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FindLaw Blotter - Crime Blog - Crime News - The FindLaw Crime and Criminals Blog

Call of Duty 'Swatting' Prank Gets FBI Response

A Call of Duty video gamer may be in big trouble after "swatting" and falsely eliciting a large police response after losing a game.

The gamer apparently called Long Beach, New York police and pretended to be Rafael Castillo, the person to whom the gamer lost. While assuming Castillo's identity, the caller allegedly stated that Castillo killed his mother and brother, according to the New York Post.

So what is "swatting" and can the gamer be charged with a crime?

The New York Police Department seems to have invited a flood of negative tweets with its #MyNYPD hashtag, including photos of alleged police brutality.

New York Police Commissioner Bill Bratton took to rhyme in explaining that often police "actions are lawful, but they look awful," Reuters reports. One of the more cringe-worthy images attached to #MyNYPD is an officer who appears to be ready to shoot a prone man's dog.

What does #MyNYPD reveal about police brutality and misconduct?

The U.S. Supreme Court determined Wednesday that child porn victims cannot collect restitution for their total losses from a single child porn possessor, but offenders do have to pay something.

In a 5-4 decision, the High Court determined that "Amy," a woman whose explicit child photos are among the "most popular" for traffickers in child pornography, could not recover $3.4 million for her total losses from one man who possessed two child-porn images of her, reports USA Today.

Victims of child porn, however, are still owed restitution under the law, the Court explained. Here are five key facts to help you understand the Supreme Court's position:

A DUI trial may not be something you'd want to drag out, but there are many ways a drunken driving case can stall in court.

Don't be surprised to wait months before your trial date -- and then wait even longer when that date is pushed back.

Check out these five common reasons why a DUI trial may be delayed:

A fake Twitter account can potentially lead to real criminal consequences, beginning with your arrest.

Just ask Jacob L. Elliott, 36, who was arrested after police served a search warrant on a home where they believed someone was operating a Twitter account posing as the mayor of Peoria, Illinois, the Peoria Journal Star reports.

Technically, Elliott was booked on drug charges and not in connection with the @peoriamayor account. Still, how can a fake Twitter account get you arrested?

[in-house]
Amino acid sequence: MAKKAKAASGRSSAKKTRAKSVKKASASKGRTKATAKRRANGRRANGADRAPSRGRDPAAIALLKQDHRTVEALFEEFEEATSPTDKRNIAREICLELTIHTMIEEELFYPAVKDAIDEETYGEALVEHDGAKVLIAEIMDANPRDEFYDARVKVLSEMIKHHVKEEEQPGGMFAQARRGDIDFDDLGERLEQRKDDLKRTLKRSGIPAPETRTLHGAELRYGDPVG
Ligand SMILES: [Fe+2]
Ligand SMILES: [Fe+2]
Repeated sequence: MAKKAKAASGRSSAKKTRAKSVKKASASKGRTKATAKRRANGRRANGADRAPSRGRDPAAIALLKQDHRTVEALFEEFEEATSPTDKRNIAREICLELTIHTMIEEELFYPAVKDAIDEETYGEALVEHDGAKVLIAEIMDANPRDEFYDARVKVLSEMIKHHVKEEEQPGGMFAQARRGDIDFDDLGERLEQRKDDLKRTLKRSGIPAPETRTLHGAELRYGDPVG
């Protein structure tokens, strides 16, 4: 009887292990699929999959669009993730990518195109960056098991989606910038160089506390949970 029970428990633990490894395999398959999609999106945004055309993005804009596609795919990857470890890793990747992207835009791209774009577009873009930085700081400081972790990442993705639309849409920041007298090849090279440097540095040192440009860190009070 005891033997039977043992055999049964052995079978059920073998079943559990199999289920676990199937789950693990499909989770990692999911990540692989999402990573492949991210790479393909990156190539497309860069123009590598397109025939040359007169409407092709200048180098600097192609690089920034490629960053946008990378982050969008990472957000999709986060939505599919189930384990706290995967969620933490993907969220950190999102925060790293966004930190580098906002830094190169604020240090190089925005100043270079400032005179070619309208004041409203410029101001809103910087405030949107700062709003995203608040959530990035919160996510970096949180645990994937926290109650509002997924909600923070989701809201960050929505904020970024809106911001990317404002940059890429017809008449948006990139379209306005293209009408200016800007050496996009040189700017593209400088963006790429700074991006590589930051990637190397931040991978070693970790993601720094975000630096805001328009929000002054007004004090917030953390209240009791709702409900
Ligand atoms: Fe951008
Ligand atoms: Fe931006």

As Colorado closes out its fourth month with operating recreational pot stores, folks in neighboring states are beginning to get irritated.

Some adjacent state lawmakers are vexed that the Rocky Mountain State's weed is making its way across state lines, leaving neighboring states' law-enforcement officers to deal with the pot problem.

What do Colorado's neighbors make of this legal situation?

10 Cities With the Most Police, Firefighters Per Capita

When choosing where to live or work, public safety is a top concern. That's why it may be a smart move to consider a city with more police officers and firefighters per capita.

With many cities facing budget cuts, some local police and fire departments have been reduced in size. Still, many jurisdictions have managed to make funding for first responders a priority.

The website NerdWallet compiled a list of the Top 10 cities that it claims "invest the most resources in public safety" (though it only looked at cops and firefighters per capita, and not other types of "investment" in safety, such as paying for training or equipment). NerdWallet's Top 10 cities are:

The reefer-reveler's annual "holiday," 4/20, is this weekend. And while some state and local laws have changed to allow slightly more mnarijuana in our lives, you can still be arrested for participating in this popular annual pot party.

So avoid buzzkills this 4/20 and celebrate without getting arrested. Here are four tips to help you keep things legal:

A fake child abduction has parents upset and police investigating possible charges against the participants, including the "abducted" boy's parents.

Onlookers in a park in Sequim, Washington, watched a masked man grab a toddler and make off with him in a minivan. Frightened parents called 911, and one woman even attempted to chase the van in an attempt to record its license plate number, reports The Associated Press.

What could possibly happen to these fake child abductors?

What can a DUI lawyer do for you? An experienced attorney can do many things well that most DUI defendants would struggle to do passably.

And we aren't talking about mundane things like changing the oil in your car. In a DUI case, your freedom could be on the line.

To press this point further, here are five things a DUI lawyer can do that you probably can't do (or wouldn't know how to do) on your own: